Spencer

Spencer ★★★½

Spencer is another one of last year’s “awardsy” films that I wanted to catch before the Oscars in a couple weeks. I had high hopes for this after constantly hearing about Kristen Stewart’s amazing lead performance, but thankfully I left with most of my expectations met. 

Right off the bat, before I get into anything else, I can confirm that Kristen Stewart was indeed Oscar-worthy here. All the acting was top-tier, including underrated performances from Sally Hawkins, Sean Harris, and quite a few others, but Stewart was easily the standout. Her wide range of emotions throughout her psychological journey were extremely impressive to say the least. 

As great as the performances were, the film actually had lots more to praise. For one, the cinematography was absolutely gorgeous (and no, not just because it had a unique aspect ratio!). It’s no easy feat to effectively convey emotion through something as mechanical as the framing of a shot, but in all honesty, I found it very powerful. 

As per most period-pieces, things like the production design, costumes and makeup were all quite visually appealing, too. In addition, Jonny Greenwood’s score was yet another standout for me. To save you some time, I’ll basically just admit that all the technical and production-related aspects did exactly what they needed to do. Everyone was clearly on the same page when crafting this film.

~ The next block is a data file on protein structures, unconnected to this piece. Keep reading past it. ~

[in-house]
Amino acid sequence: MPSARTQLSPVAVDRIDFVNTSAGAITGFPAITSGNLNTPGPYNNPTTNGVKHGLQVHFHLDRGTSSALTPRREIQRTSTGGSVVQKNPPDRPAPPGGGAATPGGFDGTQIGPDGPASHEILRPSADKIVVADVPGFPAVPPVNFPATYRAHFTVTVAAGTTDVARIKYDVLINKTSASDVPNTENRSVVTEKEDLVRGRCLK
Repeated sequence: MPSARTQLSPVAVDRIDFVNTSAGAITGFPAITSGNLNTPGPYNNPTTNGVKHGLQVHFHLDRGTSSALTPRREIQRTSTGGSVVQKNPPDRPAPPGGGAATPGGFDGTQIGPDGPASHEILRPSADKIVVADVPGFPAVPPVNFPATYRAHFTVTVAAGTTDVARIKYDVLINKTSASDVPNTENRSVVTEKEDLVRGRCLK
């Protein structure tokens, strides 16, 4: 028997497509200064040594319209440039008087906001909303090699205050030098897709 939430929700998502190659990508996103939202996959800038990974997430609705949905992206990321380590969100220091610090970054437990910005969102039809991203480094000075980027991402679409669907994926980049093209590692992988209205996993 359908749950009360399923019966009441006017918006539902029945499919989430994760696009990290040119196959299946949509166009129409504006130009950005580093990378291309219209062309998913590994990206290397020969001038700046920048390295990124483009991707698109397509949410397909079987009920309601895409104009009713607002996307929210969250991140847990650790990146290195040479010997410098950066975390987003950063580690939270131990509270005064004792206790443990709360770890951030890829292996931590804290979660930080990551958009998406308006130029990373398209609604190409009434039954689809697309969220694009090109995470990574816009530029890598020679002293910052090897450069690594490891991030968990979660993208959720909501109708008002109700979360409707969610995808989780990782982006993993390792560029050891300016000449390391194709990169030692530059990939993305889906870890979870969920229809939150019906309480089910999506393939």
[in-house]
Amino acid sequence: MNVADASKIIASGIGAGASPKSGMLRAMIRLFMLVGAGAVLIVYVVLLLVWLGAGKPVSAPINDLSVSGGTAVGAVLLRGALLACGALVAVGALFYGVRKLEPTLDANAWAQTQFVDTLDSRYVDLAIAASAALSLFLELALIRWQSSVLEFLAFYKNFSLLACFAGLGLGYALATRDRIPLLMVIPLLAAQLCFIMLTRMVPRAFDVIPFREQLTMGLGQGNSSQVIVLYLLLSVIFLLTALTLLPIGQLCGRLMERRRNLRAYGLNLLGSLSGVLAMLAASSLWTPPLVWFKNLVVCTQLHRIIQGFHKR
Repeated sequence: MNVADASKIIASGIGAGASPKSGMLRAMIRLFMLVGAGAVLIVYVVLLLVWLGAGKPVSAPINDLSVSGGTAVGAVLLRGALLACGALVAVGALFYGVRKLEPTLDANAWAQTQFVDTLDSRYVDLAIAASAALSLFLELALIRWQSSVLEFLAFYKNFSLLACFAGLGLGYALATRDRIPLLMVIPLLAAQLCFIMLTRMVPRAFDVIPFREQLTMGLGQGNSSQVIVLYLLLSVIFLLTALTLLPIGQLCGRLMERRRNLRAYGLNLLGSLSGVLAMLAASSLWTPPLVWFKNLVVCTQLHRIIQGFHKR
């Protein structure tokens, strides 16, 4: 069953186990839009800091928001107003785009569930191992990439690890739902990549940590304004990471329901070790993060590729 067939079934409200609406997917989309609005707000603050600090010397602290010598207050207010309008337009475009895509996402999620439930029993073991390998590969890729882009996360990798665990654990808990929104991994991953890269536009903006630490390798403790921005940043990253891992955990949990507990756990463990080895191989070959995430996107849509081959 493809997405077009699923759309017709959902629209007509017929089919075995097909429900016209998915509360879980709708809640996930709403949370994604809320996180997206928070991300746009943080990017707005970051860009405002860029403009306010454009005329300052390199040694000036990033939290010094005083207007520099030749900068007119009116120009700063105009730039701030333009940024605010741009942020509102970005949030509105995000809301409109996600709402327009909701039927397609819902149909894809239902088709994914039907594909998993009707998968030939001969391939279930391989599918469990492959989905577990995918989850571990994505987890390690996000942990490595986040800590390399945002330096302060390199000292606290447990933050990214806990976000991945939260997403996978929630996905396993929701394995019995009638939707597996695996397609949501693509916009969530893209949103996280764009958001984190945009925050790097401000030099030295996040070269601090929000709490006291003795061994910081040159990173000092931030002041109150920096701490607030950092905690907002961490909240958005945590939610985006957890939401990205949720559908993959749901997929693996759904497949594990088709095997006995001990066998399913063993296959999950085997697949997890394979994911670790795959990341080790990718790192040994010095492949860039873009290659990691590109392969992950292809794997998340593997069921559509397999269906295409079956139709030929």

The movie had a very strong narrative that I feel lots of people can connect with, despite literally being about someone in royalty. As far as I can tell, the pressure and anxiety that comes from fame and fortune was very effectively portrayed, particularly in the second half where things started to get a little more intense. However, it’s actually for this reason that I personally struggled a bit to get invested at first. 

I can acknowledge the remarkable craftsmanship that went into making this movie, but I’d be lying if I said I wasn’t a little bored for the first act of the film. It started out very dialogue-heavy, with not a lot to relate to, but thankfully it went out on a high note as I was able to find myself pretty engaged in Diana Spencer’s character arc as things moved along. All I’m saying was it took a bit for the movie to find its footing, but once it did, I was able to connect to it on an emotional level instead of just appreciating it for production value.

Spencer is a movie that requires your patience, but it proved to be a pretty rewarding experience once you let it. While it may not be one I’ll be in any rush to rewatch, I’m very happy I got to see it at last and appreciate it for most of the same reasons as everyone else.

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